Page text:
Earthsky Tonight—July 22, Shaula and Lesath near the

Earthsky Tonight—July 22, Shaula and Lesath near the moon

Courtesy of EarthSky A Clear Voice for Science www.EarthSky.org If you can see Antares and the moon – and if your sky is unobstructed in the direction toward the southern horizon – you might be able to pick out a graceful looping stream of stars, despite the moonlit glare. These stars represent the Scorpion’s curved Tail. They are the reason Scorpius has been identified as a Scorpion by stargazers. Now notice two stars in the Scorpion’s Tail, Shaula and Lesath. Together, these ... Full Story

Earthsky Tonight—July 21,Moon and Antares even

Earthsky Tonight—July 21,Moon and Antares even closer today

Courtesy of EarthSky A Clear Voice for Science www.EarthSky.org The southernmost constellation of the Zodiac – Scorpius the Scorpion – lurks low in the evening sky tonight. You can recognize it easily because the moon is moving through this part of the sky. You will find tonight’s moon near Antares, the star that represents the Scorpion’s Heart. From the perspective of mid-northern latitudes, the Scorpion comes up in the southeast in evening twilight now and skitters near the ... Full Story

Earthsky Tonight—July 20, Moon and Antares cross the

Earthsky Tonight—July 20, Moon and Antares cross the sky together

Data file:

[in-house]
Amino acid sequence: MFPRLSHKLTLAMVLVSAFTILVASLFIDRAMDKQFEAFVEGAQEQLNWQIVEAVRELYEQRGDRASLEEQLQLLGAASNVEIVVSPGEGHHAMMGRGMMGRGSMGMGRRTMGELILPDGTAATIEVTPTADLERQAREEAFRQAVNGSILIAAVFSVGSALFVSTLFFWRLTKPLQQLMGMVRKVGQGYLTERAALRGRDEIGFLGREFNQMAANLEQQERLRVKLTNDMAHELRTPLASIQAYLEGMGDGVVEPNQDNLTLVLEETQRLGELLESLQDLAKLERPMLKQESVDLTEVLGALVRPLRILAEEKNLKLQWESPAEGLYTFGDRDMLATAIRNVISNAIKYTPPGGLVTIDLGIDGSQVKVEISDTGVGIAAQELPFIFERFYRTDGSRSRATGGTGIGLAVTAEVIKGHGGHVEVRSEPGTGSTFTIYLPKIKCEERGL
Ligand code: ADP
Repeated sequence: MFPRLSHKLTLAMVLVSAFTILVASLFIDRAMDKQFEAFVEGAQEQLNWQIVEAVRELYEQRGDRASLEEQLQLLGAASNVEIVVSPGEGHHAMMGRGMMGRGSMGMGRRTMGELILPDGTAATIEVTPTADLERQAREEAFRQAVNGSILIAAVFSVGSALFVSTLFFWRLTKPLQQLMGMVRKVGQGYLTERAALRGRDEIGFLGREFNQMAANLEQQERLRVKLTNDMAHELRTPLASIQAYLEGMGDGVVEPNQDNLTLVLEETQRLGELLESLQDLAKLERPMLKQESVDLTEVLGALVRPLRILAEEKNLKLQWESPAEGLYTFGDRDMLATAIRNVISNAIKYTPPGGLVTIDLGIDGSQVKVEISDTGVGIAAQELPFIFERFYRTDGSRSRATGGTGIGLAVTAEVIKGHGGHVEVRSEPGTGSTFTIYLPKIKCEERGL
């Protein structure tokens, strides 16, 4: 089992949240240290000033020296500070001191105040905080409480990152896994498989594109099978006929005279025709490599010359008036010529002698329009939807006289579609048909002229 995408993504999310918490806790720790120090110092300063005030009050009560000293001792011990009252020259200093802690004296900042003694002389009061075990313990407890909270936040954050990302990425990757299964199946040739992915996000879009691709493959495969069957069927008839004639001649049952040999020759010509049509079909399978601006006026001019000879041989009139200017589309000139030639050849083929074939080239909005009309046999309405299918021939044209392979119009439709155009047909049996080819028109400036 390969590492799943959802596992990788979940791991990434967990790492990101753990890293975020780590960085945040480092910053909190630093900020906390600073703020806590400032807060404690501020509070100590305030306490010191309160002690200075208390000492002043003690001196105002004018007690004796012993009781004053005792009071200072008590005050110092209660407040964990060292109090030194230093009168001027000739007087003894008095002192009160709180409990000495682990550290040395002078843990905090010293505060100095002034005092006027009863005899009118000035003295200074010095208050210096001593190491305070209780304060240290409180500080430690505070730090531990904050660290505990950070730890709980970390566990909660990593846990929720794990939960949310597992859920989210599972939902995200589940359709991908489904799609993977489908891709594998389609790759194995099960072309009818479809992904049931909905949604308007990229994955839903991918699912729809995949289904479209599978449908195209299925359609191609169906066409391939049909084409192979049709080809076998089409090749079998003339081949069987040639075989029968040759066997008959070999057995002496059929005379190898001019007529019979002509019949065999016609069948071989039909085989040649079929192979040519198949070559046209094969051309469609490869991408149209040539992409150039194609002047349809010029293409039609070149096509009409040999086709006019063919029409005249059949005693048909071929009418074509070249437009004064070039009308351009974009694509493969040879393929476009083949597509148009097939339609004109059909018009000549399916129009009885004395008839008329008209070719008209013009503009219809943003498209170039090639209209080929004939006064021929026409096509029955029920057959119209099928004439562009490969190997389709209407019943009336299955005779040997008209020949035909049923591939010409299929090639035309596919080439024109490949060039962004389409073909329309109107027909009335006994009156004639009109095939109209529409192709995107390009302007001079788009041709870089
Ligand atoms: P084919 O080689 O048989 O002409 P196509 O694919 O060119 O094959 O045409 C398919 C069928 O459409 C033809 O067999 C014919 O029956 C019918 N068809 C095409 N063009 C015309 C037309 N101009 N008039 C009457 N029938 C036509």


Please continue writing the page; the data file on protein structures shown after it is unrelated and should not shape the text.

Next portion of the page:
Courtesy of EarthSky A Clear Voice for Science www.EarthSky.org There’s a bright star to the east (left) of tonight’s waxing gibbous moon. It’s Antares, often called the Heart of the Scorpion in the constellation Scorpius. You can’t miss this star because it’s bright and reddish in color. Because it’s low in the sky as seen from the northern hemisphere, people in this part of the world often notice that Antares twinkles a lot. You’ll find the moon to the west (right) ... Full Story

Earthsky Tonight—July 19, Summer Triangle: Altair

Earthsky Tonight—July 19, Summer Triangle: Altair and Aquila the Eagle

Courtesy of EarthSky A Clear Voice for Science www.EarthSky.org In the east after dark, near the horizon, Altair, the brightest star in the constellation Aquila, the Eagle, springs into view. This is the bottom star of the Summer Triangle. The Great Rift of the Summer Milky Way passes through the Summer Triangle, between the stars Vega and Altair. Thought the Great Rift and the Milky Way will be hard to see tonight because of the waxing gibbous moon. In dark skies in late July and the ... Full Story

Earthsky Tonight—July 18,Moon moves past Spica,

Earthsky Tonight—July 18,Moon moves past Spica, approaches celestial ‘Gateway’

Courtesy of EarthSky A Clear Voice for Science www.EarthSky.org Can you see that the moon is farther from Spica tonight than it was last night? The moon is shifting farther and farthest east, with respect to the stars, each day. The moon always moves toward the east on our sky’s dome. This motion is a translation on our sky’s dome of the moon’s orbit around Earth. You can observe the moon’s orbital motion from one night to the next by watching the moon’s location with respect ... Full Story